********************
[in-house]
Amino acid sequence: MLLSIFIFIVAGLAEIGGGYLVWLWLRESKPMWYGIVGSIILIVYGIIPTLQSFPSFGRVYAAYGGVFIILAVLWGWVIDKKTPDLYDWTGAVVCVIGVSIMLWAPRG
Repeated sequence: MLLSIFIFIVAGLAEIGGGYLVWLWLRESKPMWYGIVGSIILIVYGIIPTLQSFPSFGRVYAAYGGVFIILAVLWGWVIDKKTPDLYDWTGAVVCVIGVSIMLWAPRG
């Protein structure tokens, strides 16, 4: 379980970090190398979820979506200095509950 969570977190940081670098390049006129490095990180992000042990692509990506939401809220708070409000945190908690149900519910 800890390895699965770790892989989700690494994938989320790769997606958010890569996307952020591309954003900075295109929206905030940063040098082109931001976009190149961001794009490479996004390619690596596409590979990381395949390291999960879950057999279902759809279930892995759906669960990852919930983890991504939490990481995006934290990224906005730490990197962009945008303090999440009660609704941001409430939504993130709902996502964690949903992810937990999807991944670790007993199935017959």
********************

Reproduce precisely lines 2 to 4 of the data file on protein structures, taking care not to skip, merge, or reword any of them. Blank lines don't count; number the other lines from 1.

Amino acid sequence: MLLSIFIFIVAGLAEIGGGYLVWLWLRESKPMWYGIVGSIILIVYGIIPTLQSFPSFGRVYAAYGGVFIILAVLWGWVIDKKTPDLYDWTGAVVCVIGVSIMLWAPRG
Repeated sequence: MLLSIFIFIVAGLAEIGGGYLVWLWLRESKPMWYGIVGSIILIVYGIIPTLQSFPSFGRVYAAYGGVFIILAVLWGWVIDKKTPDLYDWTGAVVCVIGVSIMLWAPRG
């Protein structure tokens, strides 16, 4: 379980970090190398979820979506200095509950 969570977190940081670098390049006129490095990180992000042990692509990506939401809220708070409000945190908690149900519910 800890390895699965770790892989989700690494994938989320790769997606958010890569996307952020591309954003900075295109929206905030940063040098082109931001976009190149961001794009490479996004390619690596596409590979990381395949390291999960879950057999279902759809279930892995759906669960990852919930983890991504939490990481995006934290990224906005730490990197962009945008303090999440009660609704941001409430939504993130709902996502964690949903992810937990999807991944670790007993199935017959």